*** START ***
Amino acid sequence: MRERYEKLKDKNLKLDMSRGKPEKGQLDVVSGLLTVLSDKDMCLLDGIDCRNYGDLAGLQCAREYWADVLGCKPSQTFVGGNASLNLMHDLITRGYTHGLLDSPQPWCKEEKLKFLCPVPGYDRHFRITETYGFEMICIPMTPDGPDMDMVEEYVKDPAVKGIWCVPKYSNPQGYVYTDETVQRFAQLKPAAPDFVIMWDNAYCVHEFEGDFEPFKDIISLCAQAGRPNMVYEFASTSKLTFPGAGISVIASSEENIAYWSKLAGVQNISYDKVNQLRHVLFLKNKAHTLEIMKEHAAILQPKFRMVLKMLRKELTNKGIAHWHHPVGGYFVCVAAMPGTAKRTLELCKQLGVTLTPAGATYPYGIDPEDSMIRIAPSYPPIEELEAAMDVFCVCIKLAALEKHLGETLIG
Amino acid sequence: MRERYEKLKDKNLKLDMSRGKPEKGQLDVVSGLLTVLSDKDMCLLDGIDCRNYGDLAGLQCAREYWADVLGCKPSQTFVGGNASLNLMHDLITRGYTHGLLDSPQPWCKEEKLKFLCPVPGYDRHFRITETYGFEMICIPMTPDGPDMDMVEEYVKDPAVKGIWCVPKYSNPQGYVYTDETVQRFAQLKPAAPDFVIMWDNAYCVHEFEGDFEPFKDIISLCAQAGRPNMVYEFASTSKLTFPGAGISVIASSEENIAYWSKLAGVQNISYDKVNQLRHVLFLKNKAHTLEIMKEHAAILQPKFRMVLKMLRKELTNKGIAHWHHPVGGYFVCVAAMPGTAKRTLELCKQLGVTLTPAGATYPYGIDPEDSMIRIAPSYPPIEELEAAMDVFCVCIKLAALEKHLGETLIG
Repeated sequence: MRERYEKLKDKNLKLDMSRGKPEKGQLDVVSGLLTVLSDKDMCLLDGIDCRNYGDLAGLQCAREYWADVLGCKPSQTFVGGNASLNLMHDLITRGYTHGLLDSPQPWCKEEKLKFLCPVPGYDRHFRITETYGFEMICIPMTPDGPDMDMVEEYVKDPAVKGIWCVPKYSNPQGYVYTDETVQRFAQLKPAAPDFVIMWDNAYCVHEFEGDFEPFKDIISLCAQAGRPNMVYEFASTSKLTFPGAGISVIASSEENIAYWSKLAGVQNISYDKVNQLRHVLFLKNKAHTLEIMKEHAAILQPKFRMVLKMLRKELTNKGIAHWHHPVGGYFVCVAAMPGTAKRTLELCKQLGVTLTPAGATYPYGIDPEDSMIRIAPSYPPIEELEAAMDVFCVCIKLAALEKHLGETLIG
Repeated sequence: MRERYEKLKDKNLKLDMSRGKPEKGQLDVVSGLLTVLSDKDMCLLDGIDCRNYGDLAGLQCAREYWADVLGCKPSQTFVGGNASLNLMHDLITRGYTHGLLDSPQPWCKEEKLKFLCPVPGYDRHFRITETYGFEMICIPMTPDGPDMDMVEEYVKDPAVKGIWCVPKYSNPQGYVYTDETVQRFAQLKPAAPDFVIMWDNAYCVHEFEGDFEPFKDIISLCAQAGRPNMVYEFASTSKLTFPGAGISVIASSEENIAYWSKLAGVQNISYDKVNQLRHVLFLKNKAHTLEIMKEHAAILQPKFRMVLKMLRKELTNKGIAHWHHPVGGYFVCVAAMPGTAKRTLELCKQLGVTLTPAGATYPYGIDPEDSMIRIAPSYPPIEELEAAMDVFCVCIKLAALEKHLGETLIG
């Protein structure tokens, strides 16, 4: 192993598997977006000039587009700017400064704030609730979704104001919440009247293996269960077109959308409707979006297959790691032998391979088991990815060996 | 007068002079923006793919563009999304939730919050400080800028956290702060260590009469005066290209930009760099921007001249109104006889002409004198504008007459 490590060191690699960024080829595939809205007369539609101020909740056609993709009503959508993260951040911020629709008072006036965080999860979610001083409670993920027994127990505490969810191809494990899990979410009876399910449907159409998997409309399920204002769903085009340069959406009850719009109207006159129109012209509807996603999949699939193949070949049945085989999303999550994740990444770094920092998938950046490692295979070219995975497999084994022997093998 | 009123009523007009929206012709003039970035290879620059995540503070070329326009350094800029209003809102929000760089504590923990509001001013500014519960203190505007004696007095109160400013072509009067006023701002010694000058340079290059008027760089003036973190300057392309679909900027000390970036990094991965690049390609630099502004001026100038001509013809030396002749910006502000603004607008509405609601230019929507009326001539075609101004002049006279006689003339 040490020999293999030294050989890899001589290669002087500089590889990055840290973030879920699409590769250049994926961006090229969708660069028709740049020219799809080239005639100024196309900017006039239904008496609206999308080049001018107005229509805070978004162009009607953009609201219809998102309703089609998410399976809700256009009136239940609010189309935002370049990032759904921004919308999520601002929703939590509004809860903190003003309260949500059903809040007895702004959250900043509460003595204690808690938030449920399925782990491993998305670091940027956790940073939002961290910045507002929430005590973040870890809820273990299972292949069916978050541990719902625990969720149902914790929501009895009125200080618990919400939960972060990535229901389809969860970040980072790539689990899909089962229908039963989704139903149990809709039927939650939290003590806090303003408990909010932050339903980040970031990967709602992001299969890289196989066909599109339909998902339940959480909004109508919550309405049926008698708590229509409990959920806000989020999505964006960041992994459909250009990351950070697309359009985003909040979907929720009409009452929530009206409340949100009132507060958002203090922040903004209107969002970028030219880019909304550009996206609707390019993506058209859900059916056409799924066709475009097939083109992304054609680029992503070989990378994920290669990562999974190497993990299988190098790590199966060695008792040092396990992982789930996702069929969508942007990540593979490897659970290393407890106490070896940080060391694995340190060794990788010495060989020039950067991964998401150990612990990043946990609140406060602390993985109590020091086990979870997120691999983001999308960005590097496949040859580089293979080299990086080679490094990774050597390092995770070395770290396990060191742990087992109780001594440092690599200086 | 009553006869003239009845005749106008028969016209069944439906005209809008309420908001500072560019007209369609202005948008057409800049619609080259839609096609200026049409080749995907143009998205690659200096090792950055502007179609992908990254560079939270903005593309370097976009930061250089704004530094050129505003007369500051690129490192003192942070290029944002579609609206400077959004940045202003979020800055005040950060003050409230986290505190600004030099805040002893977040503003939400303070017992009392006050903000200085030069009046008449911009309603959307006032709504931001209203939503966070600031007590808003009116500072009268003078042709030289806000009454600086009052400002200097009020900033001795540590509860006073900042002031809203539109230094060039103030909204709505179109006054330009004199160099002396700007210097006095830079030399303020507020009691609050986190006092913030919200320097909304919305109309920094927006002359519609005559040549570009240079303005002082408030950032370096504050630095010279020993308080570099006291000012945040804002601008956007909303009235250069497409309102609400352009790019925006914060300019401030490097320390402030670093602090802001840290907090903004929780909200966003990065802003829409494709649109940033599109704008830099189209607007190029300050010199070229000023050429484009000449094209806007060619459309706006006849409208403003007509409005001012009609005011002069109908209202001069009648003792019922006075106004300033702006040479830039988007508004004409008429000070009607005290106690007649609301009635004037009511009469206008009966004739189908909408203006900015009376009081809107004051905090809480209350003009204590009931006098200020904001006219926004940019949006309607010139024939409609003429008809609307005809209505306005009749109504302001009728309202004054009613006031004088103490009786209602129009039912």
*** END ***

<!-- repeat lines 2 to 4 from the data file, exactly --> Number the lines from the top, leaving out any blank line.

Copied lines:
Amino acid sequence: MRERYEKLKDKNLKLDMSRGKPEKGQLDVVSGLLTVLSDKDMCLLDGIDCRNYGDLAGLQCAREYWADVLGCKPSQTFVGGNASLNLMHDLITRGYTHGLLDSPQPWCKEEKLKFLCPVPGYDRHFRITETYGFEMICIPMTPDGPDMDMVEEYVKDPAVKGIWCVPKYSNPQGYVYTDETVQRFAQLKPAAPDFVIMWDNAYCVHEFEGDFEPFKDIISLCAQAGRPNMVYEFASTSKLTFPGAGISVIASSEENIAYWSKLAGVQNISYDKVNQLRHVLFLKNKAHTLEIMKEHAAILQPKFRMVLKMLRKELTNKGIAHWHHPVGGYFVCVAAMPGTAKRTLELCKQLGVTLTPAGATYPYGIDPEDSMIRIAPSYPPIEELEAAMDVFCVCIKLAALEKHLGETLIG
Repeated sequence: MRERYEKLKDKNLKLDMSRGKPEKGQLDVVSGLLTVLSDKDMCLLDGIDCRNYGDLAGLQCAREYWADVLGCKPSQTFVGGNASLNLMHDLITRGYTHGLLDSPQPWCKEEKLKFLCPVPGYDRHFRITETYGFEMICIPMTPDGPDMDMVEEYVKDPAVKGIWCVPKYSNPQGYVYTDETVQRFAQLKPAAPDFVIMWDNAYCVHEFEGDFEPFKDIISLCAQAGRPNMVYEFASTSKLTFPGAGISVIASSEENIAYWSKLAGVQNISYDKVNQLRHVLFLKNKAHTLEIMKEHAAILQPKFRMVLKMLRKELTNKGIAHWHHPVGGYFVCVAAMPGTAKRTLELCKQLGVTLTPAGATYPYGIDPEDSMIRIAPSYPPIEELEAAMDVFCVCIKLAALEKHLGETLIG
Repeated sequence: MRERYEKLKDKNLKLDMSRGKPEKGQLDVVSGLLTVLSDKDMCLLDGIDCRNYGDLAGLQCAREYWADVLGCKPSQTFVGGNASLNLMHDLITRGYTHGLLDSPQPWCKEEKLKFLCPVPGYDRHFRITETYGFEMICIPMTPDGPDMDMVEEYVKDPAVKGIWCVPKYSNPQGYVYTDETVQRFAQLKPAAPDFVIMWDNAYCVHEFEGDFEPFKDIISLCAQAGRPNMVYEFASTSKLTFPGAGISVIASSEENIAYWSKLAGVQNISYDKVNQLRHVLFLKNKAHTLEIMKEHAAILQPKFRMVLKMLRKELTNKGIAHWHHPVGGYFVCVAAMPGTAKRTLELCKQLGVTLTPAGATYPYGIDPEDSMIRIAPSYPPIEELEAAMDVFCVCIKLAALEKHLGETLIG